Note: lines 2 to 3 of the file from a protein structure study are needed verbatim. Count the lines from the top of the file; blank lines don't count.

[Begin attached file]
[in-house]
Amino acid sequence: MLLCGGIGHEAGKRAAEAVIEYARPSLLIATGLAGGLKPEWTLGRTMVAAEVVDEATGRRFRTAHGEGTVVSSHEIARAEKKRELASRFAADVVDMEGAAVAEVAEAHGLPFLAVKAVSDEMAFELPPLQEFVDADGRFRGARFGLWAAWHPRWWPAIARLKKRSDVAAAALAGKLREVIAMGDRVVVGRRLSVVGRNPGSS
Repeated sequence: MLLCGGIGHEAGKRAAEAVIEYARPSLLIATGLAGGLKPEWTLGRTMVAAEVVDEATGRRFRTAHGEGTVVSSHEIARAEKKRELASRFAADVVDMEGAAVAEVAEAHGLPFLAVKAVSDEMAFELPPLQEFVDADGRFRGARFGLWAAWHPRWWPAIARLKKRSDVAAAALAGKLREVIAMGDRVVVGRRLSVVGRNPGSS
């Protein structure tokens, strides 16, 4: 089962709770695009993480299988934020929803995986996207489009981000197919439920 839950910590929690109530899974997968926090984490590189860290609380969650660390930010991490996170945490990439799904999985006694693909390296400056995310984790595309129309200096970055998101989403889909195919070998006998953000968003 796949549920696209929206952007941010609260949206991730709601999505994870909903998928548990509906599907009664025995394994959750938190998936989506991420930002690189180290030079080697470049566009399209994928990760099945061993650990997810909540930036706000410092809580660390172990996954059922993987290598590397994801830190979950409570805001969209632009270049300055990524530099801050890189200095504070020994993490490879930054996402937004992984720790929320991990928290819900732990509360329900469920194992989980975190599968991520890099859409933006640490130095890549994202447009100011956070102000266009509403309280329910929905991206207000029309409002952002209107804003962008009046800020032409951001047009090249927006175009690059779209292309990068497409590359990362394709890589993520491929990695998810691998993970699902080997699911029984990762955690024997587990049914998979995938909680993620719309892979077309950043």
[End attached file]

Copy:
Amino acid sequence: MLLCGGIGHEAGKRAAEAVIEYARPSLLIATGLAGGLKPEWTLGRTMVAAEVVDEATGRRFRTAHGEGTVVSSHEIARAEKKRELASRFAADVVDMEGAAVAEVAEAHGLPFLAVKAVSDEMAFELPPLQEFVDADGRFRGARFGLWAAWHPRWWPAIARLKKRSDVAAAALAGKLREVIAMGDRVVVGRRLSVVGRNPGSS
Repeated sequence: MLLCGGIGHEAGKRAAEAVIEYARPSLLIATGLAGGLKPEWTLGRTMVAAEVVDEATGRRFRTAHGEGTVVSSHEIARAEKKRELASRFAADVVDMEGAAVAEVAEAHGLPFLAVKAVSDEMAFELPPLQEFVDADGRFRGARFGLWAAWHPRWWPAIARLKKRSDVAAAALAGKLREVIAMGDRVVVGRRLSVVGRNPGSS